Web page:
Temporal range: Early Miocene–recent
|Pronghorns in Fort Keogh, Montana|
J. E. Gray, 1866
The Antilocapridae are a family of artiodactyls endemic to North America. Their closest extant relatives are the giraffids with which they comprise the superfamily Giraffoidea. Only one species, the pronghorn (Antilocapra americana), is living today; all other members of the family are extinct. The living pronghorn is a small ruminant mammal resembling an antelope.
In most respects, antilocaprids resemble other ruminants. They have a complex, four-chambered stomach for digesting tough plant matter, cloven hooves, and small, forked horns. Their horns resemble those of the bovids, in that they have a true horny sheath, but, uniquely, they are shed outside the breeding season, and subsequently regrown. Their lateral toes are even further diminished than in bovids, with the digits themselves being entirely lost, and only the cannon bones remaining. Antilocaprids have the same dental formula as most other ruminants: 0.0.3.3.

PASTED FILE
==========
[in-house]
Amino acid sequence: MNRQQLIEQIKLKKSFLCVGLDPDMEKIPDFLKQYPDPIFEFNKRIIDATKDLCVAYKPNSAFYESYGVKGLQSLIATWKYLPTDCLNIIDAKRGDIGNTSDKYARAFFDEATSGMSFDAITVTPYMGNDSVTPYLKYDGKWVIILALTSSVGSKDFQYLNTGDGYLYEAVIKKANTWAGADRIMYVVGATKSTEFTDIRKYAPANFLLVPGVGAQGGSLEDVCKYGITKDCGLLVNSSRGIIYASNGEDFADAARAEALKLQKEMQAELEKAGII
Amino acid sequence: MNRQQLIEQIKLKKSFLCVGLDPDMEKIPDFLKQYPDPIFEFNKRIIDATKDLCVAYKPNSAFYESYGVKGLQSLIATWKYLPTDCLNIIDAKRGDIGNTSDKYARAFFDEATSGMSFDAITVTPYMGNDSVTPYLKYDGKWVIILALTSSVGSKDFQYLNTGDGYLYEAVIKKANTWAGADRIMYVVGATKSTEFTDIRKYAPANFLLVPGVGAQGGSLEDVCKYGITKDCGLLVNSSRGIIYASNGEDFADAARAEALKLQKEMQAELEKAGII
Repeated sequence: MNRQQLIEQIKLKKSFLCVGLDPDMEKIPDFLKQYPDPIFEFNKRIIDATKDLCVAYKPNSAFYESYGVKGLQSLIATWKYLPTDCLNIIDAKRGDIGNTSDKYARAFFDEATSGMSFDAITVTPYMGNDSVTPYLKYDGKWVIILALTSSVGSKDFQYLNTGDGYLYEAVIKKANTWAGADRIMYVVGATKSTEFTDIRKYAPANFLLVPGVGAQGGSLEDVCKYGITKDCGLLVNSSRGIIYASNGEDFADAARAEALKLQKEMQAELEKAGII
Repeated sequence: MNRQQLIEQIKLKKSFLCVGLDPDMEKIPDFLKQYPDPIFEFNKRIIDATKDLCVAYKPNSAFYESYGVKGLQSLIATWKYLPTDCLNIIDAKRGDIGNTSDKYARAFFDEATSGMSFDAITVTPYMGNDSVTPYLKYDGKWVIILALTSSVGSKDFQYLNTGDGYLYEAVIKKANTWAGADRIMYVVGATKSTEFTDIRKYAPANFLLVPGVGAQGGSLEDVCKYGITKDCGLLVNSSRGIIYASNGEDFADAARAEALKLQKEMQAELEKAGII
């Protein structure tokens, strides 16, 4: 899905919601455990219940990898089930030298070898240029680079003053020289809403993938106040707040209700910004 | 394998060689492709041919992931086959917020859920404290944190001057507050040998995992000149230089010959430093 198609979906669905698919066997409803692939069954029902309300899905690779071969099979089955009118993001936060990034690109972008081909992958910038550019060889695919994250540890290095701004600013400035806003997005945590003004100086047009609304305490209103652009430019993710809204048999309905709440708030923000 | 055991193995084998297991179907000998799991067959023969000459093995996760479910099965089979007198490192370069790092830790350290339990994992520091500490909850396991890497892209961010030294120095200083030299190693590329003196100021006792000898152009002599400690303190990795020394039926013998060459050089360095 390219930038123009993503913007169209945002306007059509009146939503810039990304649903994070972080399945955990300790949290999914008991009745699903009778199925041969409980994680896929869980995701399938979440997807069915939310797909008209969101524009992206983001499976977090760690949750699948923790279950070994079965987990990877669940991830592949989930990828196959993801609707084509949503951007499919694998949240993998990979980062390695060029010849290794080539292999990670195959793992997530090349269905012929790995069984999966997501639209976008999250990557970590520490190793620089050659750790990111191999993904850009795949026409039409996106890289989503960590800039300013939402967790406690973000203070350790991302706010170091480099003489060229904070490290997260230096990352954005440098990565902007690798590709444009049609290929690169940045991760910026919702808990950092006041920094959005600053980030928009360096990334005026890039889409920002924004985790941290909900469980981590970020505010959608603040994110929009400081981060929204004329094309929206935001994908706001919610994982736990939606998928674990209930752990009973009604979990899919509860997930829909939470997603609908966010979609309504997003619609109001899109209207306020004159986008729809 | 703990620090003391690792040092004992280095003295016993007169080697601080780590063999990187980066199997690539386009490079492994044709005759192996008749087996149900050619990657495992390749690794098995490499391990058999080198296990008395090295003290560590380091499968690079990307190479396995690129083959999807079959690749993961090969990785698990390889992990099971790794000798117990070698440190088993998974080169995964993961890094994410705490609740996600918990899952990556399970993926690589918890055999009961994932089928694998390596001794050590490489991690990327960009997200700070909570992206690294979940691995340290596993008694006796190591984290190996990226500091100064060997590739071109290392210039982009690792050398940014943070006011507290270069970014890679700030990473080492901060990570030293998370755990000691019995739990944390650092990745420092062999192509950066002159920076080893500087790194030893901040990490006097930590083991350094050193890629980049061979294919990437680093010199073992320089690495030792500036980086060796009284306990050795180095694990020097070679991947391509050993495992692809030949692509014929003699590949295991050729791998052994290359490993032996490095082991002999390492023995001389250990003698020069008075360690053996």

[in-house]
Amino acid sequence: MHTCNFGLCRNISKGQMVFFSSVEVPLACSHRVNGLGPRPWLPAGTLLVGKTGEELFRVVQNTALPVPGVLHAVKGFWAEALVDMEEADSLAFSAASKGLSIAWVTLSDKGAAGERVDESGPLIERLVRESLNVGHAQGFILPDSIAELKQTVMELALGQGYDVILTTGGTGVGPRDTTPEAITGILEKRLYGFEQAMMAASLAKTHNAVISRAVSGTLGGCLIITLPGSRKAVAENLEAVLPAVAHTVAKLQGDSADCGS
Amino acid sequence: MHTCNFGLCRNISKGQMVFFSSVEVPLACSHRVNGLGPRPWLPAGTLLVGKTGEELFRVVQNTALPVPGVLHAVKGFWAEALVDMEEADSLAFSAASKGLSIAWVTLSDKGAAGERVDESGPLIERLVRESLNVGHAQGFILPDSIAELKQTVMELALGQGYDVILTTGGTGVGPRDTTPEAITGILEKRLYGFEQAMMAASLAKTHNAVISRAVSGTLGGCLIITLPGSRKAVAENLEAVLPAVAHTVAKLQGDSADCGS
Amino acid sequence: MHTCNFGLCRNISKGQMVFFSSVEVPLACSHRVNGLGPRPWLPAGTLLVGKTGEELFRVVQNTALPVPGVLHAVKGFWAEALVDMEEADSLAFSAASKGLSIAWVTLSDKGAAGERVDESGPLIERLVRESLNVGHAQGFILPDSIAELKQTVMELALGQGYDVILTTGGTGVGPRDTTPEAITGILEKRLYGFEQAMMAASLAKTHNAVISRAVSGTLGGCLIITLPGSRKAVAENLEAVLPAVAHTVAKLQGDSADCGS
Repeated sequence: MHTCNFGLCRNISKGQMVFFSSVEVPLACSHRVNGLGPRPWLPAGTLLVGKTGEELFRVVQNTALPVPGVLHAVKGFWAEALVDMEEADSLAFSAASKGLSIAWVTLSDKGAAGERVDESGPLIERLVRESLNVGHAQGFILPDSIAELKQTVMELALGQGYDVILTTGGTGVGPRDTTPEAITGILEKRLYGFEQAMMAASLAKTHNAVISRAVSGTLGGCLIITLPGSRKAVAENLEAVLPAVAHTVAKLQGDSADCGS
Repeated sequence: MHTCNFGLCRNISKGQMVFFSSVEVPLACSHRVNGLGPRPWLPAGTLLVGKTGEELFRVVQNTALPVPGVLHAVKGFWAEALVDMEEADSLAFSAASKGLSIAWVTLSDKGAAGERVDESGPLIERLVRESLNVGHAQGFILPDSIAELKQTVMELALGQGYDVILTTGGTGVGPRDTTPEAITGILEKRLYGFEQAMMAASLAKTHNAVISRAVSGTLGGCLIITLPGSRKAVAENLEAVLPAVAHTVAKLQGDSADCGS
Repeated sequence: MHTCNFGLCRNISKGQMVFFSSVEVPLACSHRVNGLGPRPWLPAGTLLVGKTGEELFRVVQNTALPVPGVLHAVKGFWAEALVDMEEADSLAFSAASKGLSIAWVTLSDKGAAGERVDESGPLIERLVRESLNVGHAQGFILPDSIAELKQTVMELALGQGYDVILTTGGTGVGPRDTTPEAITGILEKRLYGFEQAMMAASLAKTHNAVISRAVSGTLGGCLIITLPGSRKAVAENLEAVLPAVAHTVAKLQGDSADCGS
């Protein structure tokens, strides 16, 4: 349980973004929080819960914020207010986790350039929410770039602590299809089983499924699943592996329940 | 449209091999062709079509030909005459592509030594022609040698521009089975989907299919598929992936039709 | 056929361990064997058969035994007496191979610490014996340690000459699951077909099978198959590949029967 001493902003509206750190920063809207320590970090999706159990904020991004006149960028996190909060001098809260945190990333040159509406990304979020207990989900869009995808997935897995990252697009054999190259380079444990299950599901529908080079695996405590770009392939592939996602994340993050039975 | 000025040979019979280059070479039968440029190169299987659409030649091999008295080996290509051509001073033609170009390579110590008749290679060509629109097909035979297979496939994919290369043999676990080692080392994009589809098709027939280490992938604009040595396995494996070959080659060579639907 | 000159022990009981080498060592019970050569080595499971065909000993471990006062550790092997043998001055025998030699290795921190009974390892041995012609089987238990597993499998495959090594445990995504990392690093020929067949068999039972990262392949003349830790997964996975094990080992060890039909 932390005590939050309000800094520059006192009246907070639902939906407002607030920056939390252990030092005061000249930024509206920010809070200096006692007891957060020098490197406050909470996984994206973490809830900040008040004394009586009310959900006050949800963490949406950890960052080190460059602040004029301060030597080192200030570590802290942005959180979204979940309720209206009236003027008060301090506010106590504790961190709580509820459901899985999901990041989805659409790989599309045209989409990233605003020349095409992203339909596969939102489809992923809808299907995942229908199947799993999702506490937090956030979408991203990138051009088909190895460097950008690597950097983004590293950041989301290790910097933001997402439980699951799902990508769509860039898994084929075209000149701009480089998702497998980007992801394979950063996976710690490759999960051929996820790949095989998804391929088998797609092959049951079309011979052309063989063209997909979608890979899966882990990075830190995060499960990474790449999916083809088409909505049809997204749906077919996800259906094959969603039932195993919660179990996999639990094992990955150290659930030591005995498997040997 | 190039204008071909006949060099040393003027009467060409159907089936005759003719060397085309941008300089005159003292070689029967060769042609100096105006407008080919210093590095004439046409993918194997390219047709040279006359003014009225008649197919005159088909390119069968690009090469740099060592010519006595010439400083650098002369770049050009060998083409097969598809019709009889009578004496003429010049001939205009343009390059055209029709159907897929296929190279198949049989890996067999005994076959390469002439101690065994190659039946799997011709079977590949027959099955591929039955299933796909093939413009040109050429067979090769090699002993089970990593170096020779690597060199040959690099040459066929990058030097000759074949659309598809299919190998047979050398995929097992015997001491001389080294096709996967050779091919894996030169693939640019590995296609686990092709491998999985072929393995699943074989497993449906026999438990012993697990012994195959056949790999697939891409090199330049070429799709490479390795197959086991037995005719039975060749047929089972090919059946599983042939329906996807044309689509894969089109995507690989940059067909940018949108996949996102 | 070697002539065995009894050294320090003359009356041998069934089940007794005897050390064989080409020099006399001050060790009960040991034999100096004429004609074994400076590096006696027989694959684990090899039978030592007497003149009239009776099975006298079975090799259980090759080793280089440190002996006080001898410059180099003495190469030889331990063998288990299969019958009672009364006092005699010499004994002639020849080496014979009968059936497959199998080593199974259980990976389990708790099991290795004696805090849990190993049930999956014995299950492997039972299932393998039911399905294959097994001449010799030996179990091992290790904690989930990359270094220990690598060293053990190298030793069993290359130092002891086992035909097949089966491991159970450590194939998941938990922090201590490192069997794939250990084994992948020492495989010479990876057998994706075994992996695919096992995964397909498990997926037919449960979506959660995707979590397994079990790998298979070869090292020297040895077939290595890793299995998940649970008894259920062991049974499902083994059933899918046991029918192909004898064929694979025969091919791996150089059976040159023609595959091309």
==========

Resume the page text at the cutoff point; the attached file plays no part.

The antilocaprids evolved in North America, where they filled a niche similar to that of the bovids that evolved in the Old World. During the Miocene and Pliocene, they were a diverse and successful group, with many different species. Some had horns with bizarre shapes, or had four, or even six, horns. Examples include Osbornoceros, with smooth, slightly curved horns, Paracosoryx, with flattened horns that widened to forked tips, Ramoceros, with fan-shaped horns, and Hayoceros, with four horns.